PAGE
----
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An Impressive Record

Srikanth Kondapalli

Edited by Mahakrishna Rasgotra
Sage Publications, New Delhi, 2013, pp. 256, Rs. 795.00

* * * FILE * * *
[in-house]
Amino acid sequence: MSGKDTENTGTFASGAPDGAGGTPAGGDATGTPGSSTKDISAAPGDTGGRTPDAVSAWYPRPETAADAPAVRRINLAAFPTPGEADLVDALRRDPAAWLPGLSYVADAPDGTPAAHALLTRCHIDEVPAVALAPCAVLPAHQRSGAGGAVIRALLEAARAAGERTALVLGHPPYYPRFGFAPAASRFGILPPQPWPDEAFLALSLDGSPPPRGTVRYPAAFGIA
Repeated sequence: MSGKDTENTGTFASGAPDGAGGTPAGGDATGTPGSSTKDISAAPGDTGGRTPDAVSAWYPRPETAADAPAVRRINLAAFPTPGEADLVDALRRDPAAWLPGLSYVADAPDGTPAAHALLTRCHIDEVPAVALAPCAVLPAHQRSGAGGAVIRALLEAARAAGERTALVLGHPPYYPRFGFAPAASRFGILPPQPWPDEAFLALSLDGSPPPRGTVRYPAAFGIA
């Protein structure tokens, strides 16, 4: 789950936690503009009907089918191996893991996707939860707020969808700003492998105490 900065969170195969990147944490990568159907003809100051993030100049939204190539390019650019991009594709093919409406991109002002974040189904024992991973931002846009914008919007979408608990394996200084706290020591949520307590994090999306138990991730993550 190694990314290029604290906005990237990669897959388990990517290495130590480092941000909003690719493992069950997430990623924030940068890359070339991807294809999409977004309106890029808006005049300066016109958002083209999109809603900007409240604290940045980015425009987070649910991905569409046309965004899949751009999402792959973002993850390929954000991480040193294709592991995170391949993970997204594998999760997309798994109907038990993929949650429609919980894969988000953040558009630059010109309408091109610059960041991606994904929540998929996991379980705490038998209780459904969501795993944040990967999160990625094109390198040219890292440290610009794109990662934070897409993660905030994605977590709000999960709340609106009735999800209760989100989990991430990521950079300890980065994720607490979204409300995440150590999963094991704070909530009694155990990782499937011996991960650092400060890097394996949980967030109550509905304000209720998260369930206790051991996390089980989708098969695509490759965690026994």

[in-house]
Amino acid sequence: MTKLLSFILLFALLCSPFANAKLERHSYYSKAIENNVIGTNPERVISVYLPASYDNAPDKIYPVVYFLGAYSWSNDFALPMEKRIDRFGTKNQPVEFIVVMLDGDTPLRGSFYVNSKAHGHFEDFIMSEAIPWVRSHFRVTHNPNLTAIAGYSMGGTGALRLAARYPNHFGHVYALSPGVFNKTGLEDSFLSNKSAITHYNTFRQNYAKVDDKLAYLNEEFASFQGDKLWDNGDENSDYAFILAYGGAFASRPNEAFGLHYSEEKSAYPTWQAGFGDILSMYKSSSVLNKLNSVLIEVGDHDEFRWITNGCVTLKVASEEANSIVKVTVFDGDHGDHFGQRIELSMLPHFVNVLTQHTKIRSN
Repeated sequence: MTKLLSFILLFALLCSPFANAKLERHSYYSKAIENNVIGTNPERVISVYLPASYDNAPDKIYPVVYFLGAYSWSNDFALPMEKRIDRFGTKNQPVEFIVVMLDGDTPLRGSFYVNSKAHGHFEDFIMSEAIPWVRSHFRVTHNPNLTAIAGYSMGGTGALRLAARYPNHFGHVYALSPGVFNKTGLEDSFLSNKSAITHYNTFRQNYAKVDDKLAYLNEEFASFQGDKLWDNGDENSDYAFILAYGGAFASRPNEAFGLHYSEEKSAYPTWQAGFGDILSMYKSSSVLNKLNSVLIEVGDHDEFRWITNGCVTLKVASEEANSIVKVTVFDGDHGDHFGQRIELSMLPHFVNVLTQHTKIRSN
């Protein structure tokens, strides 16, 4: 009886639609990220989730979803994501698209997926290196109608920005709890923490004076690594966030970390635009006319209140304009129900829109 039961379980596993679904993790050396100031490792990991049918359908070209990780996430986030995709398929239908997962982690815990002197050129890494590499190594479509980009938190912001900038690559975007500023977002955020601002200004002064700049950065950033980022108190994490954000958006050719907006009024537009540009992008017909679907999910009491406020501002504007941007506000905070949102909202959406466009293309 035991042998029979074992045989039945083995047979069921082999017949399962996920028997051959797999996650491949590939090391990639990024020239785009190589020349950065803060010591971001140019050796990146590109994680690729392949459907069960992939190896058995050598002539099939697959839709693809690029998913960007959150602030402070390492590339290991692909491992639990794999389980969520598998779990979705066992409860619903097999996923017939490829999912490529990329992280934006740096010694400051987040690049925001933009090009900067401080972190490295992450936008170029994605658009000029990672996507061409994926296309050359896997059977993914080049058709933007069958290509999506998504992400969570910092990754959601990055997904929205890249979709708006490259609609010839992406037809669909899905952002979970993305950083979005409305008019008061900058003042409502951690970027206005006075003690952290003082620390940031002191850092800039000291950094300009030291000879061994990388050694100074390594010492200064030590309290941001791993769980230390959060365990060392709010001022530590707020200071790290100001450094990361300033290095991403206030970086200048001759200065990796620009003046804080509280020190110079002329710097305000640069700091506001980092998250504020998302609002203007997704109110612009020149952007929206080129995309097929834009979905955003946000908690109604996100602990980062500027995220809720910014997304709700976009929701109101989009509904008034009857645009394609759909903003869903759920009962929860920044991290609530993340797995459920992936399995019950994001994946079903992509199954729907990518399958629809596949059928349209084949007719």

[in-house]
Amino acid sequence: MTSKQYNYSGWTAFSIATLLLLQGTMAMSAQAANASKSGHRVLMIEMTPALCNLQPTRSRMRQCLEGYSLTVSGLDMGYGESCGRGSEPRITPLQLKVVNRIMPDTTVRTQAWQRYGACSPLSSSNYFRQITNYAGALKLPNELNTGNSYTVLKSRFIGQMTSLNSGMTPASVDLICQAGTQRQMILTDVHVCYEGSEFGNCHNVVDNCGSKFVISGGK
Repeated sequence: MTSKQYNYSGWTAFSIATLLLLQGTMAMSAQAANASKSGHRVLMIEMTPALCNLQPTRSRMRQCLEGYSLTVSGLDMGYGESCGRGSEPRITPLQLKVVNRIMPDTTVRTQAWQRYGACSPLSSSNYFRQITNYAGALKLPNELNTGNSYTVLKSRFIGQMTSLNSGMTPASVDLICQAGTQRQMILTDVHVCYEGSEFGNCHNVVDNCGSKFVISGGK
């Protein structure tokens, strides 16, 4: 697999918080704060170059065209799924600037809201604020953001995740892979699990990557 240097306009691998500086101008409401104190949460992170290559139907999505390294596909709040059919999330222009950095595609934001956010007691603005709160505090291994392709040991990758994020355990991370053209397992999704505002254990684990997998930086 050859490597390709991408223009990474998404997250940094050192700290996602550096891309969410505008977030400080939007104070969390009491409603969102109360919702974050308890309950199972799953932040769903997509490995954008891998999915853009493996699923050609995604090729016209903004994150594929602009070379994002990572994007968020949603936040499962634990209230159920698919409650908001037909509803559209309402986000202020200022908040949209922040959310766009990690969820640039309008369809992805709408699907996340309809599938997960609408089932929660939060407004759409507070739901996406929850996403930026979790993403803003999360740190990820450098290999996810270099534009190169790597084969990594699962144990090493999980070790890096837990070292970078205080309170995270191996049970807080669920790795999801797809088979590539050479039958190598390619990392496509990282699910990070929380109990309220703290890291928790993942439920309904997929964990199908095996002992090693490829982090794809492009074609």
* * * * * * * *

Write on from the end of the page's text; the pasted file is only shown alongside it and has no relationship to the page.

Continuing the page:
Three narratives on science and technology (S&T) in China are prevalent today in scholarship and policy circles. Firstly, while China invented the printing press, paper-making, gunpowder and compass (the Four Great Inventions—sida faming) in the ancient times not excluding the Grand Canal or the Great Wall and other grand engineering projects, soon it was relegated to the background since the 15th century as western European countries marched with the ongoing scientific revolutions. According to this narrative, ancient China did not sustain S&T growth due to the increasing spread of ‘gun boat diplomacy’ of the West. At one level, this narrative fits well into the nationalist historiography of China that the Opium Wars have led to a ‘century of humiliation’ but does not explain why China was not able to restrict the imperial bureaucracy nor create conditions for a scientific temper among its populace.   Secondly, recent Chinese—as well as western—scholars suggest that the 1950s and 1960s political experiments of Mao Zedong —specifically the Cultural Revolution—were again detrimental to the progress of S&T in China. These experiments have resulted in the scientific personnel being sent to the countryside to ‘learn from peasants’ and thereby the colleges and universities were depleted of scientific talent. However, if there is no S&T progress in China during this time, this narrative does not explain why and how China made rapid strides in both military and civilian sectors—such as in the nuclear, ballistic missile and satellite programmes or of the ‘bare foot’ doctor phenomenon that eradicated most of the diseases from the Chinese lexicon.   Thirdly, this narrative—here mainly state-led, but also with sympathizers abroad—also suggests that it is only since Deng Xiaoping’s reform and opening up policies that S&T was nurtured by the state through funding, management and market outlets. The Four Modernizations—in agriculture, industry, S&T and defence—announced first in 1975 and implemented since 1978—brought in the much-needed strategic support to the S&T process and due to the progress in this field today China is at the forefront of ‘catching up’ with the advanced world in the S&T projects. Nevertheless, despite the progress, this scholarship does not explain why with so much of state attention, China still ranks low in the universal criterion on the quality of scientific research output, international recognition or the devastating environmental costs to the country.   ...

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